Growing up is hard to do.
by Javanne Golob

Everyday I sit my college-age clients who experience growing pains of all shapes and sizes.They express uncertainty about their future, worry about their choices, and confusion about their emotions. We often discuss individuation from the family and the challenges that come along with it. Some are more concrete: what do I eat? How much should I sleep? How can I stop drinking so much? Some are harder to figure out: What are my beliefs? Who do I want to be? What if I want to do something other than what my family wants?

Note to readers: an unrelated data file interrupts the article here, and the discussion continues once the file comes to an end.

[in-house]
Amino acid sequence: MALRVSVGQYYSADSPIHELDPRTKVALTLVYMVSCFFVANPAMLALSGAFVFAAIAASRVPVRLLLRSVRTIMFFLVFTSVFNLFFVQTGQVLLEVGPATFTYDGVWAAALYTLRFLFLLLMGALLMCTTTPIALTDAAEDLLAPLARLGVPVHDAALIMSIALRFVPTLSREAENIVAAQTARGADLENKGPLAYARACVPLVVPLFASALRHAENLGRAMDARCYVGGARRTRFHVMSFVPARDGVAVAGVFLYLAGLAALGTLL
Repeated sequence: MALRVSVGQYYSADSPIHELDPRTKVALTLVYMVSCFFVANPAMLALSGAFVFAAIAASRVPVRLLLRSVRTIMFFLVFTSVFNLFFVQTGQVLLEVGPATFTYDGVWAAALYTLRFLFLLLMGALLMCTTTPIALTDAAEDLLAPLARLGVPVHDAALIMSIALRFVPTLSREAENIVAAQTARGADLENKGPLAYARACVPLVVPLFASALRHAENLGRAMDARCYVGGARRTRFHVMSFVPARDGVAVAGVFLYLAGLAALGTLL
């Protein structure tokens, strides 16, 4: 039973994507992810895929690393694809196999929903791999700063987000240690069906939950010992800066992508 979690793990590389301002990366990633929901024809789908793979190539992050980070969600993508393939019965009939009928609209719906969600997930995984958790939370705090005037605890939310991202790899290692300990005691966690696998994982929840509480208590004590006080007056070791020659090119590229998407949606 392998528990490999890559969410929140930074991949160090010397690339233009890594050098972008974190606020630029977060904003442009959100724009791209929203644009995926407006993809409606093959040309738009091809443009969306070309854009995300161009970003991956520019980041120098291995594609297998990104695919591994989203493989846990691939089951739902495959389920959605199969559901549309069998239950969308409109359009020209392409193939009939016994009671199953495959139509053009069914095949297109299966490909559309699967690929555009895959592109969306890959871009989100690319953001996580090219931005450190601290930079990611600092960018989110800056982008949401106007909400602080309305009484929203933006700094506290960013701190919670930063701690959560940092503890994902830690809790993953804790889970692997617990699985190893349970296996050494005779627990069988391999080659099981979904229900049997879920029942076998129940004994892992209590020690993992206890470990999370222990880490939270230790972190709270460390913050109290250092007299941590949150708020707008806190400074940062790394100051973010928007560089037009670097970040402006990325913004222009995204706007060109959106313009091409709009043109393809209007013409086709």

This is only skimming the surface. Many of my clients face addiction, depression, post-traumatic stress, chronic anxiety, and even personality disorders. College and the time after we leave our family home can be difficult. And if we have a family we actually miss, that is a blessing in itself. Fortunately, (and believe me, I am grateful everyday) I had a wonderful, explorative time in college that allowed me to safely question my identity and begin on my own journey of self inquiry. But as I sit across from my clients struggling with questions of self and dealing with immense pain, I find myself relating so deeply to their feelings of being lost and being unsure. A truth I have had to wrestle with of late is: the older I get the less I am sure of. When I was young I thought I had it all figured out. Now the only thing I know, is that I know nothing. One might peer into a window of my life and think everything looks pretty good. I have a loving, committed partner, a fulfilling job, the gift of being able to teach yoga, a body that is functional and healthy, and the best friends a girl could ask for. And yet, sometimes I am sad and I don’t know why. Sometimes I am anxious. Irritable. You name it. And frankly those nasty parts of me used to frustrate me to no end. Piss me off might be a better way to describe it.